Redesigning a website is always a challenge because it requires a lot of resources and can be quite risky. The idea of implementing the newest technology and design trends is tempting. But as a rule of thumb, it is better to have an outdated but functional website than a shiny new design that does not pay off.
Before starting a website redesign process, it is essential to clearly define the goal behind it.
Why do you need a website redesign?
Although users quite often perceive a website redesign as a change of look, it is not always the case. There are usually three main reasons for a website redesign:
- Better usability and more sales. If your website hasn’t been updated in years and you are losing potential customers because of serious usability issues, then website redesign might be a good option.
- Structural business changes. Your business model has changed significantly, and your website no longer reflects your actual business. For instance, you used to have a physical flower shop and simple informational website. Now you have pivoted to online-only flower delivery service and need eCommerce functionality.
- Branding. 55% of people are disappointed with a brand in general when they have a frustrating experience on their website. Fixing bad user experience can strengthen your brand.
Sometimes a website redesign can also be a part of a bigger rebranding process. If your visual brand identity significantly changes, your website should change, too.
Identifying a clear goal will guide both UX designer and the project manager decisions throughout the process.
If you are planning for success, then you need to define the success criteria beforehand.
Once you have a general purpose for the redesign, set measurable objectives for the project. For instance, if you want to achieve more sales after the redesign, you can set objectives for sales funnel conversion rates or average revenue per customer.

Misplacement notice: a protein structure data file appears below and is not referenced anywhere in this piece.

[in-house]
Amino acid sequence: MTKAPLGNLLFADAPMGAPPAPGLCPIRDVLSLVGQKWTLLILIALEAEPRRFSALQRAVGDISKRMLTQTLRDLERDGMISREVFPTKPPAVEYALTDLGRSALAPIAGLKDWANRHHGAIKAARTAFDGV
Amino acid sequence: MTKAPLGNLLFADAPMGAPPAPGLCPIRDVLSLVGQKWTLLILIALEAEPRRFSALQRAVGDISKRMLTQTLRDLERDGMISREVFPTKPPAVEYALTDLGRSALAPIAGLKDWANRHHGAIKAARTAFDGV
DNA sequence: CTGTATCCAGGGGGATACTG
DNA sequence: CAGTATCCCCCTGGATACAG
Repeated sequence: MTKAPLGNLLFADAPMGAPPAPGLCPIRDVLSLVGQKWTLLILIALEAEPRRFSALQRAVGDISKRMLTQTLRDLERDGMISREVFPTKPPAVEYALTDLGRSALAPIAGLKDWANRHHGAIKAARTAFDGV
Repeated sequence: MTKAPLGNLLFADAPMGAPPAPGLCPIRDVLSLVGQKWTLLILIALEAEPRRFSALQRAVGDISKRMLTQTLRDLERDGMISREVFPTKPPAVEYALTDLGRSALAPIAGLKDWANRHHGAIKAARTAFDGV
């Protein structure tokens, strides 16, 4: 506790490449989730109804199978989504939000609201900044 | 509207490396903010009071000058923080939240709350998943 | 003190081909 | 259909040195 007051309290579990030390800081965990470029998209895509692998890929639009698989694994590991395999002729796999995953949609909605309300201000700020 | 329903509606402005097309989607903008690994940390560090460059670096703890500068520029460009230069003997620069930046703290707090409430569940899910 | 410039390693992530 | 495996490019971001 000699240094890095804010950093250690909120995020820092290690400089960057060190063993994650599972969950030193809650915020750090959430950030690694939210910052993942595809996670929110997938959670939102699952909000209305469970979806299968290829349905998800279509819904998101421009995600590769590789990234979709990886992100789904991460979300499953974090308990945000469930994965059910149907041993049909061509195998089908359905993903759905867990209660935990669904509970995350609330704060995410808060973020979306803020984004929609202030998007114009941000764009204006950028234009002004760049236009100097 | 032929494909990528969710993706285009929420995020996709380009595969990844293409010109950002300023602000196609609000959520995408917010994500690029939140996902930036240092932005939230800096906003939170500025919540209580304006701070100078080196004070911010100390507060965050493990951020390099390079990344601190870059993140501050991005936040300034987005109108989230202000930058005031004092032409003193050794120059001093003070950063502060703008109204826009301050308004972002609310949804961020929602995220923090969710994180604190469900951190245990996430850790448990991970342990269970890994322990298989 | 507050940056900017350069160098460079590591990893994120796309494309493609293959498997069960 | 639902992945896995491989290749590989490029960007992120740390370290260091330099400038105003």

These objectives have to be as accurate as possible. And the best base for this is your current benchmark.
With Slides, we don’t make you start from an empty slate. All you have to do is to pick the elements you like best and combine them. Each slide has been carefully crafted to satisfy three key criteria: aesthetic, function and usability. That way you know every element works together seamlessly while enhancing the impact of your content.Create a Website
To set your benchmark, you need to answer two main questions.
- What is the current state of your website regarding metrics you will measure as success indicators?
- How does your website compare to those of your competitors?
If you have well-configured website analytics, it will not be difficult to answer the first question. Take your average metrics for the past 12 months as a base. In most website redesign cases, you will also need to conduct a usability test with quantitative metrics as a part of your benchmark.
Photo by Cătălin Bridinel
For the competitor benchmark, you can perform a competitive usability evaluation. This is a great practice that will not only reveal your competitors’ strong and weak points but will also validate some of the ideas you were planning to “steal” from them.
Competitive usability evaluation can be done either as an expert review by an experienced UX practitioner or as a user testing. The latter is a standard usability test when users perform predefined tasks on two or more competitor websites.
Match User Intent to Business Goals
As much as your new website design needs to be user-centric, it is also important to meet your business goals. Otherwise, the whole process would be pointless.
But how can you align business priorities with user needs?
Start by knowing exactly what your target user wants by referring to existing user personas. If you are planning to target a new group of customers after the redesign, then you should conduct user research and build a corresponding persona.
This important because each persona might have a different intent when browsing. Knowing user intent at every stage of the customer journey allows you to guide them to your desired actions. When designing each web page, ask yourself these two questions.
- What does the user want at this stage?
- What do we want the user to do at this stage?
Here’s a simple example. Let’s say you are redesigning the booking flow for a hotel website. After filling in dates and location information, the user lands on the room type selection page.